Summary: The "spirit of Korah" refers to a negative attitude he held regarding the leadership of the children of Israel. He sought, with others, to overthrow Moses and Aaron. Korah felt he was more qualified than Moses and that he should be leading Israel..
The Spirit of Korah
1 Chronicles 16:22 Saying, Touch not mine anointed, and do my prophets no harm.
The "spirit of Korah" refers to a negative attitude he held regarding the leadership of the children of Israel. He sought, with others, to overthrow Moses and Aaron. Korah felt he was more qualified than Moses and that he should be leading Israel.
Not long after the Israelites left Kadesh, another wretched event took place that resulted in another great disaster. The situation developed because a state of envy existed in the minds of some of the people who wanted to be priests or who wanted certain of their friends to be priests and leaders instead of Levi's family.
Foremost among such men was a man named Korah, one of Levi's great grandsons and a first cousin to Moses and Aaron. He strongly felt that he should have been chosen for a high office. In fact, he had the idea that he should be in Moses' position as head of Israel. He was joined in this ill attitude by three Reubenites, Dathan, Abiram and On. They were of the opinion that Moses was favoring his family too much, and was not properly distributing the offices of authority. These men thought all the congregation should have a voice in government. (Numbers 16:1-3.)
For a long time these men had been seething with discontent and planning how they could move in to take over the priesthood for themselves. This scheme against Moses was the same as scheming against God (Numbers 26:9), but these men were desperate for power. Gradually they managed to persuade high-ranking Israelites that their cause was right. Eventually two hundred and fifty Israelite leaders agreed to join these influential, smooth-talking schemers in the hope that all would move into higher rank with greater power and more income.
One morning when Israel was camping at a stopping place on the way southward, all these ambitious men gathered before Moses' tent. With Korah, their best speaker and worst schemer leading them, they came to demand of Moses that some changes be made in the priesthood. When Moses was told that a crowd of high ranking men had come to demand some changes in government, he wasn't surprised. He had sensed for weeks that this kind of trouble was brewing. Now, as he came out of his tent, he expected to see only a handful of men. He was rather startled to see more than two hundred and fifty, and he was considerably upset to recognize so many trusted men of high rank among those who now stood before him with unfriendly expressions. (Numbers 16:2.)
"Why are you here?" Moses asked.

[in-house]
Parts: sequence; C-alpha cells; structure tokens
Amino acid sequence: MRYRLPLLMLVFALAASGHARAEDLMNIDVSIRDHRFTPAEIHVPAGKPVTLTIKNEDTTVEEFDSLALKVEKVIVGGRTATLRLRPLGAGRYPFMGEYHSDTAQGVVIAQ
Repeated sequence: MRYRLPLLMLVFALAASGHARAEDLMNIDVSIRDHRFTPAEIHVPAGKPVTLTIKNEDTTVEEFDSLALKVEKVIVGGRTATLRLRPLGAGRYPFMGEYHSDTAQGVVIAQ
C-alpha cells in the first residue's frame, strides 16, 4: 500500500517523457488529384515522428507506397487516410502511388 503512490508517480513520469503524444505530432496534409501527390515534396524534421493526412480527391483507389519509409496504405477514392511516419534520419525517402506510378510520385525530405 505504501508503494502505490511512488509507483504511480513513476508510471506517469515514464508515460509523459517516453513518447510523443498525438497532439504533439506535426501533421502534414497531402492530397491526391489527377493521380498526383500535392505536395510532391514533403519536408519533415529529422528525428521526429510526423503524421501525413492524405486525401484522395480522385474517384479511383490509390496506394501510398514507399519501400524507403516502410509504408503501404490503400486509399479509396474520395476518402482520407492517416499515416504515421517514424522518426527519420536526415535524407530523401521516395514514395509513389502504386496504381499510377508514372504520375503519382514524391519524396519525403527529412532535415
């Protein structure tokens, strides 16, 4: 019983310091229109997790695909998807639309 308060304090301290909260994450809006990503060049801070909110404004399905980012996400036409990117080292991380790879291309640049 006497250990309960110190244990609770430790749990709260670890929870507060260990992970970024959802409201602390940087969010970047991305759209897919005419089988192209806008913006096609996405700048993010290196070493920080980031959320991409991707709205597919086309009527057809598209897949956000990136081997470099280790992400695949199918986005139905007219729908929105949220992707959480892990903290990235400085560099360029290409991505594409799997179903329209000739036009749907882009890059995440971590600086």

Korah Wants More Authority
"We are here because we believe you are taking on too much power for one man," Korah answered. "You and your priests act as though you are holier than any of the rest of us. If we are God's chosen people, then ALL of us are holy. That means that all of us have equal rights in matters of government. However, you use your authority to put men who are your friends in the best positions in government. (Verse 3.) We demand that you yield some of those offices to the congregation so we can choose our own officials." Korah, being a good speaker, knew he could be elected to a high office if the people were allowed to choose their own leaders. What Korah really was after was complete control of all Israel. Leaders of nations have always been the objects of envy by greedy men. Seizing leadership has always been a selfish, bloody game, with the greatest losers generally turning out to be the citizens. Even Israel, God's chosen nation, wasn't free of this kind of ambitious trouble makers.
Moses was shocked by this blunt demand from Korah. He could see that the men weren't just bluffing. It was plain that they were willing to go to extremes to gain what they had set out to do. Setting armed soldiers on them would only mean bloodshed. Besides, most of the Israelites would sympathize with the victims of the soldiers, since they were popular, well-known leaders, and the situation would become worse.
Without even going back into the privacy of his tent, Moses knelt forward with his head to the ground and asked God for help. A few of those assembled became uncomfortable as they stood in the presence of a humble man calling on his Creator for aid. They included On, one of the Reubenites. He wanted no more of the matter, and slipped out of the scene. Other onlookers merely smiled at what they considered an attempt by Moses to gain their sympathy by appearing pitifully pious.
"This is no time for a show, Moses!" Korah called out. "Stand up and explain why at least some of us shouldn't be priests in place of some of those who are now in service merely because it was your whim to put them there." Korah, a Levite, already had a high office, but he wanted an even higher office -- the priesthood that was given to Aaron. (Verses 8-11.)